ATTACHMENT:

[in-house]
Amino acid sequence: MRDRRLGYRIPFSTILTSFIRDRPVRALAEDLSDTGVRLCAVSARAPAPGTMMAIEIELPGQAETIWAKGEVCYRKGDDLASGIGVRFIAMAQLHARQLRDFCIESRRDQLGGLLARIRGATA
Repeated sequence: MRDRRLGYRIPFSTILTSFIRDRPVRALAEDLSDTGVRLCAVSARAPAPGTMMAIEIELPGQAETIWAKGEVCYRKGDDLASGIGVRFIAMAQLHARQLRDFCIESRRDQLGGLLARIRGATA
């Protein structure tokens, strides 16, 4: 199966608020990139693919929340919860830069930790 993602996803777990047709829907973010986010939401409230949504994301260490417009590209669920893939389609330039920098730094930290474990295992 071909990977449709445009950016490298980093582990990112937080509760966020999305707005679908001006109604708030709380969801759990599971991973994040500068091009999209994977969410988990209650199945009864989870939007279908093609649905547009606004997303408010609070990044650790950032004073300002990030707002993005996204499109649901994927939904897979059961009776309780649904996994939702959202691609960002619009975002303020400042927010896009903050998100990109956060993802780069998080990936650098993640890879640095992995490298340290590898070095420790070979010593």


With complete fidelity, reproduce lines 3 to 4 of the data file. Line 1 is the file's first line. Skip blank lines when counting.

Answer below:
Repeated sequence: MRDRRLGYRIPFSTILTSFIRDRPVRALAEDLSDTGVRLCAVSARAPAPGTMMAIEIELPGQAETIWAKGEVCYRKGDDLASGIGVRFIAMAQLHARQLRDFCIESRRDQLGGLLARIRGATA
């Protein structure tokens, strides 16, 4: 199966608020990139693919929340919860830069930790 993602996803777990047709829907973010986010939401409230949504994301260490417009590209669920893939389609330039920098730094930290474990295992 071909990977449709445009950016490298980093582990990112937080509760966020999305707005679908001006109604708030709380969801759990599971991973994040500068091009999209994977969410988990209650199945009864989870939007279908093609649905547009606004997303408010609070990044650790950032004073300002990030707002993005996204499109649901994927939904897979059961009776309780649904996994939702959202691609960002619009975002303020400042927010896009903050998100990109956060993802780069998080990936650098993640890879640095992995490298340290590898070095420790070979010593």